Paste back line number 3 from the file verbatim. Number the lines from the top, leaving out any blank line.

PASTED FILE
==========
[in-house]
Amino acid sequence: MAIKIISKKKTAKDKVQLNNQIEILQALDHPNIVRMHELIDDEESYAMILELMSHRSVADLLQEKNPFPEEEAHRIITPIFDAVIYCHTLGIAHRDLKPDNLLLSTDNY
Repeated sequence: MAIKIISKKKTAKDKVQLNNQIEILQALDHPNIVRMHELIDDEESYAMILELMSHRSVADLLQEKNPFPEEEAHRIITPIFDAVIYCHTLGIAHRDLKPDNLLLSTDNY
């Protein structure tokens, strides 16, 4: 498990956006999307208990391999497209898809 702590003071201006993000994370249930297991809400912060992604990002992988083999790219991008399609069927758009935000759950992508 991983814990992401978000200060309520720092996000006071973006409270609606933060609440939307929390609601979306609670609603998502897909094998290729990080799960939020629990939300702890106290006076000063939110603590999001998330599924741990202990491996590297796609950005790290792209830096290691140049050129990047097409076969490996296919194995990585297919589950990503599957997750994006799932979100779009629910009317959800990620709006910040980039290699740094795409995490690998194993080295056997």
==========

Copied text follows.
Repeated sequence: MAIKIISKKKTAKDKVQLNNQIEILQALDHPNIVRMHELIDDEESYAMILELMSHRSVADLLQEKNPFPEEEAHRIITPIFDAVIYCHTLGIAHRDLKPDNLLLSTDNY